Wes Craven’s Cursed Review

The creators of Scream – director Wes Craven and writer Kevin Williamson – bring us their take on the werewolf movie. Christina Ricci plays a young woman who is bitten by an unseen wild animal and starts feeling a little peculiar. Review by Kevin O’Reilly.

After all the delays, reshoots and bad word of mouth, Cursed isn’t anything like the disaster some have proclaimed it. As a new collaboration from Scream’s director Wes Craven and writer Kevin Williamson, it’s also not half as good as it ought to be. This is a watchable little werewolf movie that has its moments but fails to do for lycanthropes what Scream did for masked slashers.

Christina Ricci plays Ellie, a twentysomething TV production assistant working for a Los Angeles talk show. Ellie’s a busy girl. She juggles long working days with taking care of her teenage brother Jimmy (Jesse Eisenberg), of whom she’s had custody since their parents died, and then she tries to make time to see her nightclub-owner boyfriend Jake (Joshua Jackson). Jake has been acting a bit stand-offish lately and Ellie is worried that their relationship is ending. Brother Jimmy has his own problems. He’s in love with high school babe Brooke (Kristina Anapau) but she’s already dating wrestler Bo (Milo Ventimiglia), the meanest bully in school.

One night when the moon is full, Ellie is driving Jimmy home along Mulholland Drive when her car hits an animal, skids and runs another vehicle off the road. As she and her her brother try to pull its driver (Shannon Elizabeth) out of her overturned car, a wolf-like creature pounces on the unfortunate girl, drags her away and leaves her rescuers with scratches and bite marks. Of course the monster was a werewolf and we all know what happens when you’re bitten by a werewolf. As a month passes and the moon once again grows full, Ellie and Jimmy start to experience changes. However, they may not last long enough to fully turn – the wolf that attacked them has returned to finish the job.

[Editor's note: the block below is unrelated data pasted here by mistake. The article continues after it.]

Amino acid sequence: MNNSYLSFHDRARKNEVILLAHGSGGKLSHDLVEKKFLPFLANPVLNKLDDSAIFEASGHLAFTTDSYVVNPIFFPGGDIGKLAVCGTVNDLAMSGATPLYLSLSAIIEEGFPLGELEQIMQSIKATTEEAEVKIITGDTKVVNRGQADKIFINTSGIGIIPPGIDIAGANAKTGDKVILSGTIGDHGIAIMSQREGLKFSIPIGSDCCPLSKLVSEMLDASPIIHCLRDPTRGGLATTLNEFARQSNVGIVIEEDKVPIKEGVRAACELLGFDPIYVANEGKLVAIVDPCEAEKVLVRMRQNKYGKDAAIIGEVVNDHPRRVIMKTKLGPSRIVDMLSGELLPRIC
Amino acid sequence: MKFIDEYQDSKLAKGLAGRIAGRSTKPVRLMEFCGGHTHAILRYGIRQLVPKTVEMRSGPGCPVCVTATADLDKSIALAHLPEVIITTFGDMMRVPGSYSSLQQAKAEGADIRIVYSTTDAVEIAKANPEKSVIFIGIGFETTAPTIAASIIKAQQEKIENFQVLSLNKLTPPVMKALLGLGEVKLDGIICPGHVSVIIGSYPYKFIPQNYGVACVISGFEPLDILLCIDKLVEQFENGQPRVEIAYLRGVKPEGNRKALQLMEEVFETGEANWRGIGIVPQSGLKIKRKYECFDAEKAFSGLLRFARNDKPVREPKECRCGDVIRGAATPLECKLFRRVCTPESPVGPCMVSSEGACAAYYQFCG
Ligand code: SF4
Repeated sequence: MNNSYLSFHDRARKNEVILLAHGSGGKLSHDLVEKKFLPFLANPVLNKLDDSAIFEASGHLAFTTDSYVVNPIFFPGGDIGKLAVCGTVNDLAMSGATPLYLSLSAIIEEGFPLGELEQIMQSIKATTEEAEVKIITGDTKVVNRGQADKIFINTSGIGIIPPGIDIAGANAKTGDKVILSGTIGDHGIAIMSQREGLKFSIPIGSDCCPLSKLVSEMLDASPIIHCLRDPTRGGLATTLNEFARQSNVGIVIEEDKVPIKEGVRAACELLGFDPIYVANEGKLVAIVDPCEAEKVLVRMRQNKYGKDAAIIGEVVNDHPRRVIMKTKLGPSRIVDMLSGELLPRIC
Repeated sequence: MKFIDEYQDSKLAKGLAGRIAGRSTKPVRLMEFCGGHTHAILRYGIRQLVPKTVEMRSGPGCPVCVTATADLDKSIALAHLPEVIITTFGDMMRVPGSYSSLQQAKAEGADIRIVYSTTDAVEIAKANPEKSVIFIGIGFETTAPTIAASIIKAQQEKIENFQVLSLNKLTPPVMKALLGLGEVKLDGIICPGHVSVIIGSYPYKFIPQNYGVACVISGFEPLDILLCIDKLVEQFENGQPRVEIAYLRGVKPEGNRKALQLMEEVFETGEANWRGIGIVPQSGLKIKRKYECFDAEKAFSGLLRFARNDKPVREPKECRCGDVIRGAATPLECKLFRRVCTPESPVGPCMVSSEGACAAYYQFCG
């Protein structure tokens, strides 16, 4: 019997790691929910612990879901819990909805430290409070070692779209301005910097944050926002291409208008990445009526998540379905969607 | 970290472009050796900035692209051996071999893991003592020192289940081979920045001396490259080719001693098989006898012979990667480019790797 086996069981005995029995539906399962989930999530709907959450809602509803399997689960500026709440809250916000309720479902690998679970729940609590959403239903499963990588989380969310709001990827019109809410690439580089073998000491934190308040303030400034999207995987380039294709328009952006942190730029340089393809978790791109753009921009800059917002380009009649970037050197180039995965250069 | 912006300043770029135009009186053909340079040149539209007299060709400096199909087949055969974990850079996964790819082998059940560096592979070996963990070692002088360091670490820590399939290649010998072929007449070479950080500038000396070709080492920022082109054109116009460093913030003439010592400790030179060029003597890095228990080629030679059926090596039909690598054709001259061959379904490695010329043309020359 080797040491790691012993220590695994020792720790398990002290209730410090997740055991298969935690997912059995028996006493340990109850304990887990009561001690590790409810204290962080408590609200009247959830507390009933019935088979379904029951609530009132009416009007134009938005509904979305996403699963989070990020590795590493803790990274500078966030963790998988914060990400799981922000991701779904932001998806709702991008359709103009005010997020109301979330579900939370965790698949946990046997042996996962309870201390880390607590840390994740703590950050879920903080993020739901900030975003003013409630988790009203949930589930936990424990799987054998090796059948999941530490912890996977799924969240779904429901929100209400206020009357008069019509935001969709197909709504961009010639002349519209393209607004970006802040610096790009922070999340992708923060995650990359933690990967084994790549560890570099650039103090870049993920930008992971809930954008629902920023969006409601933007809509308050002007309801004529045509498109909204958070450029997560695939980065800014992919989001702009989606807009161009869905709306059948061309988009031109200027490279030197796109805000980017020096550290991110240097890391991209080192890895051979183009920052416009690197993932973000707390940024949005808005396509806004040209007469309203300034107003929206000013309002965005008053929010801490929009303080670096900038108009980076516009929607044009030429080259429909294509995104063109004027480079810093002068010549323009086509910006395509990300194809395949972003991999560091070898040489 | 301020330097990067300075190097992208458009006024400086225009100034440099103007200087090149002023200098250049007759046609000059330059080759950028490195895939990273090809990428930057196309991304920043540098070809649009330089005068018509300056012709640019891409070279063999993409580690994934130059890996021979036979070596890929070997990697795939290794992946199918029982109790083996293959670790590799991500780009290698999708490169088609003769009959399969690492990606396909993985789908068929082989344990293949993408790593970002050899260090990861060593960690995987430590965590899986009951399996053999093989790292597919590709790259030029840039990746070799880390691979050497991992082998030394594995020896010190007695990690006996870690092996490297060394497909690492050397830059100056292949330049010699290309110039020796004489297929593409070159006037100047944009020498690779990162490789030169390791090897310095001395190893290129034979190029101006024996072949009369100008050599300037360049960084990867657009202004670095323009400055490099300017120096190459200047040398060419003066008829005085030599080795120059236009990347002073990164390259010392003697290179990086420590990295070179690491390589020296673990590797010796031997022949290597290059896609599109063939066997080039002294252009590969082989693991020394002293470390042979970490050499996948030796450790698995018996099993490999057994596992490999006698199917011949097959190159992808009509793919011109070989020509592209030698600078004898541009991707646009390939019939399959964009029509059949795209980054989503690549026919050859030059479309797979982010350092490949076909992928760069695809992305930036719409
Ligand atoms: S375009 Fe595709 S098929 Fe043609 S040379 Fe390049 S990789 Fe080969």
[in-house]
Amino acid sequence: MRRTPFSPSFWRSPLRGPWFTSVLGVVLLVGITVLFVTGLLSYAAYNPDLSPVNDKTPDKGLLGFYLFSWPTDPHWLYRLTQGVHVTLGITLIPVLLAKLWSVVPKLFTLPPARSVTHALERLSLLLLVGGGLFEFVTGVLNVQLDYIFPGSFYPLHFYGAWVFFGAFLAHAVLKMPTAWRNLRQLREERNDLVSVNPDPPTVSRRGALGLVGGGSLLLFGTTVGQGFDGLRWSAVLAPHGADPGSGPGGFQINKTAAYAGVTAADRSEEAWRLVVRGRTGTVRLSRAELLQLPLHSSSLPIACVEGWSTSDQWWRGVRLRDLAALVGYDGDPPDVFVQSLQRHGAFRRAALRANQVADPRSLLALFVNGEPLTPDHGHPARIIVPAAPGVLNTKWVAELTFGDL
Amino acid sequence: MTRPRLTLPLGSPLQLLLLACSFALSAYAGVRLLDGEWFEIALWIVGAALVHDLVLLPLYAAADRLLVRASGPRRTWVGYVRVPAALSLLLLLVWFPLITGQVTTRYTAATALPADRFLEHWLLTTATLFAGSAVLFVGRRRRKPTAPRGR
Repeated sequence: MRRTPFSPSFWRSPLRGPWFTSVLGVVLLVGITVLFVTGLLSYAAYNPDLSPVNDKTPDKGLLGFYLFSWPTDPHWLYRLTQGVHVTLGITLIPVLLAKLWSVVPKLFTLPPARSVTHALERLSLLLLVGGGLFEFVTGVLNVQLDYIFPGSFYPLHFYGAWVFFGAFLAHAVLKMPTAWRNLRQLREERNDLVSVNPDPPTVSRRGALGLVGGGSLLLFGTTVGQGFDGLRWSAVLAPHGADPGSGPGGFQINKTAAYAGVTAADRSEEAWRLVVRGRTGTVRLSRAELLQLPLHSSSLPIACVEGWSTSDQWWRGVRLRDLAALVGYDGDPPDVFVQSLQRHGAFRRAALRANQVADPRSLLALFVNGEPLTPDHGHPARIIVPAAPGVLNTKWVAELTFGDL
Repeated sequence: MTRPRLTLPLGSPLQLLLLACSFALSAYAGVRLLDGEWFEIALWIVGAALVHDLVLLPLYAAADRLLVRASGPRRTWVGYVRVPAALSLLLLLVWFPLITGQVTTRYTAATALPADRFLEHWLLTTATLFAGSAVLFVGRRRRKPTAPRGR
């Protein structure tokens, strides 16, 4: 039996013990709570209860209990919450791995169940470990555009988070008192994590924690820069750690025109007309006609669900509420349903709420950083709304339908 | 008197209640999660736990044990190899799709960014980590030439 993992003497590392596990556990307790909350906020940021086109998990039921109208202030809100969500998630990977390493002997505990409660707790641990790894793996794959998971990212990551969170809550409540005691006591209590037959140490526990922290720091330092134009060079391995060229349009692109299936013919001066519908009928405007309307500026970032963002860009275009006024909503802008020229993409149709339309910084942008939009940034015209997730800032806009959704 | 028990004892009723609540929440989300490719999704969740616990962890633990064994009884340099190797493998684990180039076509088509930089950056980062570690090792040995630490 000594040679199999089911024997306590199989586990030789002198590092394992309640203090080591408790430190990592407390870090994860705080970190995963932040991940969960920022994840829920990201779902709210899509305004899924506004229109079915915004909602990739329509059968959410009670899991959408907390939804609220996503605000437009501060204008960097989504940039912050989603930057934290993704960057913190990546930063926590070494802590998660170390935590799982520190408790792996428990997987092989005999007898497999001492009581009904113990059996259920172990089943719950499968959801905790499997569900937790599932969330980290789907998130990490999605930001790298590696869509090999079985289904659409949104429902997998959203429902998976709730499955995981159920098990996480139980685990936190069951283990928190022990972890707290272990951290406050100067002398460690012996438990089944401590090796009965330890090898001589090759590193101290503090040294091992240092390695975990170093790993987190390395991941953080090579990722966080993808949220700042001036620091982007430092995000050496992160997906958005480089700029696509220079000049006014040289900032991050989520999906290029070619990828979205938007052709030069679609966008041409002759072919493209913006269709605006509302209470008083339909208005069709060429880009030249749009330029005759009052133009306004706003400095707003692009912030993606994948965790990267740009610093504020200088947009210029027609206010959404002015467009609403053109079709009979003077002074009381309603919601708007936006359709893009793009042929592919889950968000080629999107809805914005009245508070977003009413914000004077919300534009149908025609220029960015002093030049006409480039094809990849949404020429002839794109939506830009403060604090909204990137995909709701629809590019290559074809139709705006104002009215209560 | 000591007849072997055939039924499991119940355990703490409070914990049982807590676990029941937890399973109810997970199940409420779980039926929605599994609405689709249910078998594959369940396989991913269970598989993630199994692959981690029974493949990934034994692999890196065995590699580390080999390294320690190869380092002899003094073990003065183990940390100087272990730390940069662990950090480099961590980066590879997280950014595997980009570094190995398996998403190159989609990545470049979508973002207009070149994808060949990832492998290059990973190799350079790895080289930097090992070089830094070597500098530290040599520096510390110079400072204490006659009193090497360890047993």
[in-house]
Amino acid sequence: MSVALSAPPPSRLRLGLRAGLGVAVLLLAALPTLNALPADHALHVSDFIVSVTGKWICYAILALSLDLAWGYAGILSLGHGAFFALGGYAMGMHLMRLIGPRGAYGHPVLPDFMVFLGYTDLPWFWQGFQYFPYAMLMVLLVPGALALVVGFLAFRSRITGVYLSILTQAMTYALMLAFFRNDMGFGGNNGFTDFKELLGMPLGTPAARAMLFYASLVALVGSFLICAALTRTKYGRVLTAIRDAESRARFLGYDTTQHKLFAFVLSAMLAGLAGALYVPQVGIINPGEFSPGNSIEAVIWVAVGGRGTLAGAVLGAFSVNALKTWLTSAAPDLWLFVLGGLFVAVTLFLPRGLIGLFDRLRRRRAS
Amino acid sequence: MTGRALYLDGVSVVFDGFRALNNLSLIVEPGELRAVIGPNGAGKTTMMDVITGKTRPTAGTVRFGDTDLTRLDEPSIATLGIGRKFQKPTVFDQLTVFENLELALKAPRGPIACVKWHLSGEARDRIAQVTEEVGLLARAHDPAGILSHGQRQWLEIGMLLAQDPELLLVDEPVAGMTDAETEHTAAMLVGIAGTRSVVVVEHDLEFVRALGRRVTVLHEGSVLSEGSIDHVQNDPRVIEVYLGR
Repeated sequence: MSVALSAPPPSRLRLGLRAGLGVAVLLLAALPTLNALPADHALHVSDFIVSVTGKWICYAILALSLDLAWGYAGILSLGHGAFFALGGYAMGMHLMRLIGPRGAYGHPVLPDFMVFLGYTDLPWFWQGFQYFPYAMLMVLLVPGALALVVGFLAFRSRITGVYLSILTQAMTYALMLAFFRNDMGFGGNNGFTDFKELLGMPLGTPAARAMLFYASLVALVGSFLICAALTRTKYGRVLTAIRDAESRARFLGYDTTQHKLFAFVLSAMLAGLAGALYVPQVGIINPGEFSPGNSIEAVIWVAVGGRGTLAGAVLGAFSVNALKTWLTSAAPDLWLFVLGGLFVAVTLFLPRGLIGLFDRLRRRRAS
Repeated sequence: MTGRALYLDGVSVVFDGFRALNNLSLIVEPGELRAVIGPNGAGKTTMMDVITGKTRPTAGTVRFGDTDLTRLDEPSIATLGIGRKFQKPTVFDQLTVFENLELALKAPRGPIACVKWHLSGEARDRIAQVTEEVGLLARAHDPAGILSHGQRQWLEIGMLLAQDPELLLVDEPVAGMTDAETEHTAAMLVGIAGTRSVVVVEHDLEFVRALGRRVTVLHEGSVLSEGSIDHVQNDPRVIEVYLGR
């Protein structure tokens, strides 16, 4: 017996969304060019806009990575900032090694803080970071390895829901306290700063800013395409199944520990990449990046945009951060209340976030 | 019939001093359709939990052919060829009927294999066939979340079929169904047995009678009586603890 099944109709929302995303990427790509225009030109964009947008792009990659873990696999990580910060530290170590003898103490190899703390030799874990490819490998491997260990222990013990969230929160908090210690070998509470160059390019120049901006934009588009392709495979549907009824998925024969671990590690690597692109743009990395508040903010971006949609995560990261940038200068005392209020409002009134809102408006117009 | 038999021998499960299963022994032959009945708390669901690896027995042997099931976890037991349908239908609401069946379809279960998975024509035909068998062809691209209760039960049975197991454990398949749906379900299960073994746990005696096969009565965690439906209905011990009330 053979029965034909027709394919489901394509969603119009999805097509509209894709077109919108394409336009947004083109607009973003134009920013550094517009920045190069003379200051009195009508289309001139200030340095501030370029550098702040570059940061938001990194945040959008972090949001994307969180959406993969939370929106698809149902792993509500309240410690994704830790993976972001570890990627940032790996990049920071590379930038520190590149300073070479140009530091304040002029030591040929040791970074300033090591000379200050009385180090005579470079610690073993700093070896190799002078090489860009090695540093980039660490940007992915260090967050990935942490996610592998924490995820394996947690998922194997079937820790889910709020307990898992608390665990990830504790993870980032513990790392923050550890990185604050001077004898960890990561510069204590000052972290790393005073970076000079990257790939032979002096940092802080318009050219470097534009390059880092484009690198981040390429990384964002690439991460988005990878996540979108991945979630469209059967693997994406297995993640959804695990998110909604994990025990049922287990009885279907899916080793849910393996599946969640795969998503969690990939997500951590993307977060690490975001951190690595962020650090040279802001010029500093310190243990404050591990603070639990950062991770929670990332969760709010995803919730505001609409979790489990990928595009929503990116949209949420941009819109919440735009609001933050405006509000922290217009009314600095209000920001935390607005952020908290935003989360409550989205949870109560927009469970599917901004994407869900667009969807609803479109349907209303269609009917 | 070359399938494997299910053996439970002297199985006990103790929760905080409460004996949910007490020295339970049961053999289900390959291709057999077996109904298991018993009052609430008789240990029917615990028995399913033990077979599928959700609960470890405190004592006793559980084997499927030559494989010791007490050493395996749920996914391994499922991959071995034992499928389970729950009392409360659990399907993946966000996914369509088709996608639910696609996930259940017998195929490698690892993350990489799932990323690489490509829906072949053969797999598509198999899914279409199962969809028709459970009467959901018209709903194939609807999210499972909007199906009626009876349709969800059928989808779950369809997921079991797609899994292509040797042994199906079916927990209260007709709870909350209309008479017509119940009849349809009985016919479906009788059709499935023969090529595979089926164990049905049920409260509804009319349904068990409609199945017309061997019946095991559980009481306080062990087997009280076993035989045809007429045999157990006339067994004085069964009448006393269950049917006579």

As an undemanding piece of entertainment, Cursed works reasonably well, at least for its first two thirds, giving us characters we can sympathise with, the amusing dialogue we expect from Kevin Williamson and the well-staged shocks we expect from Wes Craven. If it never quite gets into third gear and it starts to fall apart towards the end, the movie’s still head and shoulders above most of the garbage that’s been passing for mainstream horror in the last few months.

What’s missing from Cursed is a fresh take on werewolves. The secret of Scream was that Craven and Williamson understood the slasher genre so well that they could have fun with it while still giving the audience a scary ride. Unfortunately they don’t seem to know a damn thing about werewolves or classic horror in general. Cursed merely bolts the mythology of the genre onto a plot that is basically Scream with a werewolf standing in for the ghost-faced killer. This formula provides some effective scare scenes, the best featuring the r&b singer Mya being stalked in an underground garage, but greater opportunities have been missed.

Craven and Williamson don’t have the nerve to touch on the underlying tragedy of the werewolf curse, the approach that made John Landis’s An American Werewolf In London so scary and so bitterly funny. Now that was the Scream of the werewolf genre. Cursed plays it safe, using the creatures as generic monsters and playing them for laughs.

For a Wes Craven film, Cursed is conspicuously bloodless, the result of the studio demanding cuts for a PG-13 rating. To make matters worse, the cuts are so crude and obvious, the film looks like it’s been butchered to fit into an early-evening TV slot. You can see exactly where the missing shots should have been. I’m not usually one to advocate skipping films in the cinema but Cursed will be available uncut on DVD and in this case, you’d be best advised to wait.

Christina Ricci is damagingly miscast. She’s likeable enough at the start but when the script calls for her to transform into a tougher, more confident, more sexually alluring woman, she’s still the same mousey Christina Ricci. Characters keep commenting on how she’s changed and you wonder what they’re talking about. Jesse Eisenberg is better, doing a pretty decent job as a high school geek who uses his lupine powers to stand up for himself and woo the girl of his dreams. His scenes are the most fun to watch, even if they’re lifted straight out of the Teen Wolf movies. The rest of the cast is unmemorable although I noticed that Judy Greer plays exactly the same skinny, blonde media bitch she played in 13 Going On 30. Disappointingly little is done with the TV subplot she features in. Werewolves in the entertainment industry might have been the twist Cursed needed but the idea isn’t explored.

The film’s most embarassing flaw is its CGI special effects, which are terrible. Computer graphics can sometimes perform miracles but they have limitations and one thing they still can’t fake convincingly is fur. The wolfman in Van Helsing looked terrible and the ones here are even worse. Rick Baker’s live effects on American Werewolf nearly a quarter of a century ago put the cartoonish beasts here to shame. Just wait until you see the were-dog, which is perhaps the silliest looking creature ever seen in a film. For sheer groan-inducing awfulness, even that can’t match the shot of a werewolf giving someone the finger. How did Wes Craven ever approve that?

Kevin O'Reilly

Updated: Apr 24, 2005

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